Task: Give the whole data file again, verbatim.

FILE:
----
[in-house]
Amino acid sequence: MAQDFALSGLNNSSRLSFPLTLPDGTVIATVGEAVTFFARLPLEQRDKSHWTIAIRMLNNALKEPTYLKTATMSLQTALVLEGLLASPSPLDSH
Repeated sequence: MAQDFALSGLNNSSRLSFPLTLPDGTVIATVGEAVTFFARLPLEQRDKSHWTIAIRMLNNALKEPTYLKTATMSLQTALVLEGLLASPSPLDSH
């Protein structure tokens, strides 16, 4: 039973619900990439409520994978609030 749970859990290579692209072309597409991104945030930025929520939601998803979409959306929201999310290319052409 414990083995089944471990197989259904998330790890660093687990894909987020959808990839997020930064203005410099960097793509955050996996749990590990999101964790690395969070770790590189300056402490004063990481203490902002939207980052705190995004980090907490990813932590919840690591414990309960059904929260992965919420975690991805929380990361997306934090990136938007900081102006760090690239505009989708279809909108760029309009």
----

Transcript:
[in-house]
Amino acid sequence: MAQDFALSGLNNSSRLSFPLTLPDGTVIATVGEAVTFFARLPLEQRDKSHWTIAIRMLNNALKEPTYLKTATMSLQTALVLEGLLASPSPLDSH
Repeated sequence: MAQDFALSGLNNSSRLSFPLTLPDGTVIATVGEAVTFFARLPLEQRDKSHWTIAIRMLNNALKEPTYLKTATMSLQTALVLEGLLASPSPLDSH
């Protein structure tokens, strides 16, 4: 039973619900990439409520994978609030 749970859990290579692209072309597409991104945030930025929520939601998803979409959306929201999310290319052409 414990083995089944471990197989259904998330790890660093687990894909987020959808990839997020930064203005410099960097793509955050996996749990590990999101964790690395969070770790590189300056402490004063990481203490902002939207980052705190995004980090907490990813932590919840690591414990309960059904929260992965919420975690991805929380990361997306934090990136938007900081102006760090690239505009989708279809909108760029309009």